All of these releases came out last Tuesday. I had a hard time picking one to highlight, so I've decided to highlight all three, albeit a wee bit late:
Album: The Dirty Projectors - Bitte Orca
In many circles, this is getting the same best-of-2009 buzz as Animal Collective's excellent Merriweather Post Pavilion and Grizzly Bear's overhyped Veckatimest, all of which fall into the category of slightly poppier outings for oft-experimental bands. Following the adventurous Rise Above album, their 2007 reimagining of Black Flag's Damaged, The Dirty Projectors' Bitte Orca offers another selection of quirky indie pop delights. After an opening guitar swirl, their most stereotypically indie pop asset appears in full bloom on “Cannibal Resource,” establishing Dave Longstreth's fey vocals as the type to pronounce “question” as “quest-ay-uhn.” Amidst that peculiar cadence, guitars strum, riff and crunch, joined by handclaps and wild drums. Though many of the tracks, particularly “Temecula Sunrise,” start out sounding like a lost '70s radio relic, they generally wind up following the chaotic aesthetic displayed on the first track. Longstretch's falsetto is a tad tough to take on “The Bride” (and “No Intention,” though the slinky guitar on that one makes up for it), so it's a welcome relief when the females of the group, Amber Coffman and Angel Deradoorian, take on lead vocals for two of the album's highlights, the funky “Stillness is the Move” and “Two Doves,” highly reminiscent of Nico's “These Days.” The two also offer a beautiful gibberish-sounding refrain on “Remade Horizon” and strong melodies on the album's fierce centerpiece, “Useful Chamber.” While The Dirty Projectors show a strong proclivity toward wild musical tangents on Bitte Orca, they keep it generally low-key on the closer, “Fluorescent Half Dome,” offering a lovely sweeping close to a fun and often frenetic album.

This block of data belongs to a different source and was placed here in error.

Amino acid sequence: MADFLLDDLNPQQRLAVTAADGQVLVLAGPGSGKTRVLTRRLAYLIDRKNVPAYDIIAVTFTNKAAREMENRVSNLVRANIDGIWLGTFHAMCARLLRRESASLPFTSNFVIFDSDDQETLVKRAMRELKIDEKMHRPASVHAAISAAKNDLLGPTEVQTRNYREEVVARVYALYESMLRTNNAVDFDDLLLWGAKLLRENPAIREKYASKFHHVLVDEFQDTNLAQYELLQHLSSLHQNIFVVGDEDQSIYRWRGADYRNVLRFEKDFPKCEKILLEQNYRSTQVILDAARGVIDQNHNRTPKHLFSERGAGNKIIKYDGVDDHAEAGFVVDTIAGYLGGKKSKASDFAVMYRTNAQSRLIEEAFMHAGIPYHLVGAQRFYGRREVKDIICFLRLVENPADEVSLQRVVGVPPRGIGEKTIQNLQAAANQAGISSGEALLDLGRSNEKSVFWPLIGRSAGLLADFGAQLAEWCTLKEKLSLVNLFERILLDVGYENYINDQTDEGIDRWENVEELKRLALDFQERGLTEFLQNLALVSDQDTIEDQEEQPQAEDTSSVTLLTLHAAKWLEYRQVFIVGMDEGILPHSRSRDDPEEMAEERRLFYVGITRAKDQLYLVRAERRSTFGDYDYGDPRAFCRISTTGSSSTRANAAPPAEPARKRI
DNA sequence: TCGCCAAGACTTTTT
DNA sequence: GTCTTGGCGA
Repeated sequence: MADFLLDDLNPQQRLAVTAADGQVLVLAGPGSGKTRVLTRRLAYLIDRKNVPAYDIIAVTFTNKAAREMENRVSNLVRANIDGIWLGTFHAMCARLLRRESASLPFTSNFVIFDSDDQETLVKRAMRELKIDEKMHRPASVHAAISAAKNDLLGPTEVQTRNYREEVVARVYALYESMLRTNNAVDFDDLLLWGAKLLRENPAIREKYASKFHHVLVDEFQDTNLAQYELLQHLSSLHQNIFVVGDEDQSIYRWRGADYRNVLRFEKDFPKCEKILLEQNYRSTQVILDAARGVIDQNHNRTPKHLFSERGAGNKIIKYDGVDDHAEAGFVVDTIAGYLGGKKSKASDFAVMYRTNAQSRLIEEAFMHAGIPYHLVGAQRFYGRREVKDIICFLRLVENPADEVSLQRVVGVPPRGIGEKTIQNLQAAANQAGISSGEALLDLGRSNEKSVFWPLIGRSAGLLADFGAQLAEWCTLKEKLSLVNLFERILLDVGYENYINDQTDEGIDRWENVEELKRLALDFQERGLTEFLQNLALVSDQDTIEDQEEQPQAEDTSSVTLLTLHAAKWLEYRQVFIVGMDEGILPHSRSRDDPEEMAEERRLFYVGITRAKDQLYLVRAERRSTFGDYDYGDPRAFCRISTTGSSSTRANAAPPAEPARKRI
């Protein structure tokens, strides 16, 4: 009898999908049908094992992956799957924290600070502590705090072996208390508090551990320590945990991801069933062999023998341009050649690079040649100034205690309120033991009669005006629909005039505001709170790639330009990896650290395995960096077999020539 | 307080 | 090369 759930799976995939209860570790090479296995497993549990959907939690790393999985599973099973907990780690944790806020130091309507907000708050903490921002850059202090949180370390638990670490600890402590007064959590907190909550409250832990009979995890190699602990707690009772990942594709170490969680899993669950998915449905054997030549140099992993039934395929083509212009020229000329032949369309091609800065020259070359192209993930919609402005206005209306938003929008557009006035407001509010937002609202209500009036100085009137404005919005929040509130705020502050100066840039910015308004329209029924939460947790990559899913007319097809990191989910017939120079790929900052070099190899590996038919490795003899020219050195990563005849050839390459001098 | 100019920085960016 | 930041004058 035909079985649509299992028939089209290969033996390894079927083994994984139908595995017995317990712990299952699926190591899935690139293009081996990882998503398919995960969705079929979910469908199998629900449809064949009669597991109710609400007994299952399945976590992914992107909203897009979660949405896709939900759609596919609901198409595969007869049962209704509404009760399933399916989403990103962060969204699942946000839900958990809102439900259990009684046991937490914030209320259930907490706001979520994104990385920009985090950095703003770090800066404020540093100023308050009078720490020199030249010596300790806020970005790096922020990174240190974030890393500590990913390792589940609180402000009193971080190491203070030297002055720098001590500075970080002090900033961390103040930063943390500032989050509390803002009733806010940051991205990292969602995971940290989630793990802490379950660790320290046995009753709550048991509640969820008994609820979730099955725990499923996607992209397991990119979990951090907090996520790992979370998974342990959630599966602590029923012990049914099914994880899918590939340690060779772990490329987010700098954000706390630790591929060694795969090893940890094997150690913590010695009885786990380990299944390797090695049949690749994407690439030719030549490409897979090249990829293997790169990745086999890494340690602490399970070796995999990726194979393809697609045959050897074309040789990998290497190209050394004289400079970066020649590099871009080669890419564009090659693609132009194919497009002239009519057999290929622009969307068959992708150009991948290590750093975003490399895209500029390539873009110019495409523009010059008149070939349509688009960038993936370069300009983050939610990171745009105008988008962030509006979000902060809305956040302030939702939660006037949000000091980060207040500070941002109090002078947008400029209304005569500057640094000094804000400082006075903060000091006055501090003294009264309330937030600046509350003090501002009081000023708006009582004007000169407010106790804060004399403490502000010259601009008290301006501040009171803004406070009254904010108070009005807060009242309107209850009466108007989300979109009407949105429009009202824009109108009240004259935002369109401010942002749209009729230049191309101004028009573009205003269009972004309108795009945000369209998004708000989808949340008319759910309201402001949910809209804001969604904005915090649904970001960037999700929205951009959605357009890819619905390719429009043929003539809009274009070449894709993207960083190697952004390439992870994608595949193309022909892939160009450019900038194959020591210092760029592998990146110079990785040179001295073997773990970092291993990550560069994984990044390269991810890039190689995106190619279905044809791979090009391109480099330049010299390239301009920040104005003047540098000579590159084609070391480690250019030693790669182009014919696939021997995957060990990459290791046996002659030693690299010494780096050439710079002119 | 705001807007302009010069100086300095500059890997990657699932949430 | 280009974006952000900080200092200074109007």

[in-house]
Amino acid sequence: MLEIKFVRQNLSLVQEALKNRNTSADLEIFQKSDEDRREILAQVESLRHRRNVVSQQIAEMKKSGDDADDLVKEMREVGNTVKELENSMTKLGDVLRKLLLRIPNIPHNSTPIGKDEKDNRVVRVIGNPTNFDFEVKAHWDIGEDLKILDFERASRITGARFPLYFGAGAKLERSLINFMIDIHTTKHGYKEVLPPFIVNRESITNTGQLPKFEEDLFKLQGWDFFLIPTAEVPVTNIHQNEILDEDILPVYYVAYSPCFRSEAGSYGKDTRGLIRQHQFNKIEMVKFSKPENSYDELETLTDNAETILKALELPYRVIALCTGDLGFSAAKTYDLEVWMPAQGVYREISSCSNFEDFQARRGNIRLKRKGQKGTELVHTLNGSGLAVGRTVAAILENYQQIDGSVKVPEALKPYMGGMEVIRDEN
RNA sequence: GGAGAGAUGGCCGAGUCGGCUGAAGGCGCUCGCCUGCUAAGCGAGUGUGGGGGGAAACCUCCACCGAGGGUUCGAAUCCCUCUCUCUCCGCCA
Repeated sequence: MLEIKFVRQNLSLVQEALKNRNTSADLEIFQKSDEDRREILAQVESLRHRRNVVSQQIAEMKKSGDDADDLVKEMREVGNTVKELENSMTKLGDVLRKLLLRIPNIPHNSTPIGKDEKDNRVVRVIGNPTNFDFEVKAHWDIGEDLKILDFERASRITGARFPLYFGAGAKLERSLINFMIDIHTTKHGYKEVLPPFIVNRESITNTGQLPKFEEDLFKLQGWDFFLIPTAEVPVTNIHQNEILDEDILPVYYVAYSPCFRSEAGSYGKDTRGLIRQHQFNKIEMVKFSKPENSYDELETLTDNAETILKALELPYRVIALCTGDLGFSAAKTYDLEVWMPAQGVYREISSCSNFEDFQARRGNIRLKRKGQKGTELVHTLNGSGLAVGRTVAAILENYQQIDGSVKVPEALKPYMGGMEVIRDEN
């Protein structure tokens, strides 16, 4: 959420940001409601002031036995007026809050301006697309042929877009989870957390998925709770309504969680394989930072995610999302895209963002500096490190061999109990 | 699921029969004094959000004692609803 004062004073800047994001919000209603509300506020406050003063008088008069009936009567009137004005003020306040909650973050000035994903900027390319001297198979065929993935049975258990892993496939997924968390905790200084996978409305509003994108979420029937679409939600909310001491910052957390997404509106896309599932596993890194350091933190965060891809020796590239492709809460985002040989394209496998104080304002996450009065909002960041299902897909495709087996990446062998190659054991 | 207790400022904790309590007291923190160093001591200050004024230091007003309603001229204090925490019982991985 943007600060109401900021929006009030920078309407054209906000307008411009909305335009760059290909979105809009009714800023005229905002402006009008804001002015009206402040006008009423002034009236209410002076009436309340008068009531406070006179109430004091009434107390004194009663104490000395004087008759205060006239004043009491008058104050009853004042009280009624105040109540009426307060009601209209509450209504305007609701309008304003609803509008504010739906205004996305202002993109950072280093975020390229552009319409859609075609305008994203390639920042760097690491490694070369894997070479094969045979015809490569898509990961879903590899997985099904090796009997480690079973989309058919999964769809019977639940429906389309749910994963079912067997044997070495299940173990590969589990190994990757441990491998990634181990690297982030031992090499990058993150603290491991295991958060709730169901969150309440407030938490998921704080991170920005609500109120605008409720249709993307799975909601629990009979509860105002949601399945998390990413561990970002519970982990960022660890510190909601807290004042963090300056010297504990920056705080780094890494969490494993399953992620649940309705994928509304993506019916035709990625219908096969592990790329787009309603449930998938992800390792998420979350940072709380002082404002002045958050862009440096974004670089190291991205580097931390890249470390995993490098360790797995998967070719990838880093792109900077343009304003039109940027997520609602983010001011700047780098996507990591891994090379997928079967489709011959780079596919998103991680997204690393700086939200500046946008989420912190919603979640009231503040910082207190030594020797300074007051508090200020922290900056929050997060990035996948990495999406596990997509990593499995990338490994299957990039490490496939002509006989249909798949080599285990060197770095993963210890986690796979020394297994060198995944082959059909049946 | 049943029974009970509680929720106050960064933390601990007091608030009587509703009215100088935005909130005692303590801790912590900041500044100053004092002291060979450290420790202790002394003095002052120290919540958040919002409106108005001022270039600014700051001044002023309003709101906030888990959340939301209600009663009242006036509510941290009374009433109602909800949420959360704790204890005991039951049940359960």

Album: Rhett Miller - Rhett Miller
Based on last year's low-key Blame It On Gravity with his band, The Old 97's and his new self-titled solo album, Rhett Miller doesn't seem to be offering any more country-tinged bashers along the lines of “Big Brown Eyes” or “Timebomb.” The closest he gets here is the surreal rocker, “Happy Birthday, Don't Die,” which kicks things up full-force after a false ending, recalling the brief interludes found in Pavement and Blur albums. For tender love songs along the lines of “Question,” though, Miller's showcases quite a few on this release. Love is central to the album (a quarter of the songs have “love” in the title), and pretty much every song finds him basking in it or begging for it, which is particularly effective with his oft-strained vocals. The best of this yearning batch is the propulsive “If It's Not Love,” though “Caroline,” “Nobody Says I Love You Anymore” and “I Need to Know Where I Stand” are all fine bittersweet numbers. On the sweeter side, “Bonfire” is a lovely acoustic number with atmospherics that give off a lullaby vibe, and “Haphazardly” goes a while in the same vein before a strong build. Miller closes on the two sweetest love songs of the bunch, “Lashes” and “Sometimes,” providing a warm end to a charming if unspectacular album. Miller and The Old 97's (who have a terrific live reputation) will be performing at the Recher Theater in Towson, MD on Saturday, June 27 at 8PM. Tickets are $20.
Album: Mos Def - The Ecstatic
Ten years after his stunning solo debut, Black on Both Sides, Mos Def's strong suits are still intact. From the revolution-themed spoken word introduction on “Supermagic,” it's readily apparently that Mos Def is still as socially-conscious as ever. Based on that forceful opener and the next track, “Twilite Speedball,” which pulses like the score of a paranoid heist film, he appears to be more ready to rock than ever, with many moments on The Ecstatic almost as heavy as the final minute of Black on Both Sides' “Rock 'n' Roll.” As always, Mos owes most of his debt to old school hip-hop, and as always, he treats it with great reverence, giving Slick Rick (whose “Children's Story” he revamped with Talib Kweli on Black Star) a guest spot on “Auditorium.” The first half of The Ecstatic is consistently strong and remarkably diverse, deftly shifting from an organic bounce perfect for the club in one of those Bacardi Mojito commercials on “Quiet Dog” to radio-ready electronic production (complete with canned “Hey!”s) on “Life in Marvelous Times.” While the second half doesn't quite match up to the first, it comes damn close, and though it begins to sound familiar, it's still often fascinating, as when he juxtaposes his singing with a spoken word sample of the same lyrics on “Pistola.” Mos Def saves two of his best tracks for the very end, teaming back up with Talib on “History” and whipping out the horns to end on the exuberant “Casa Bey.” Echoing our Hip-Hop Examiner's sentiments, this is one of the strongest albums of the year.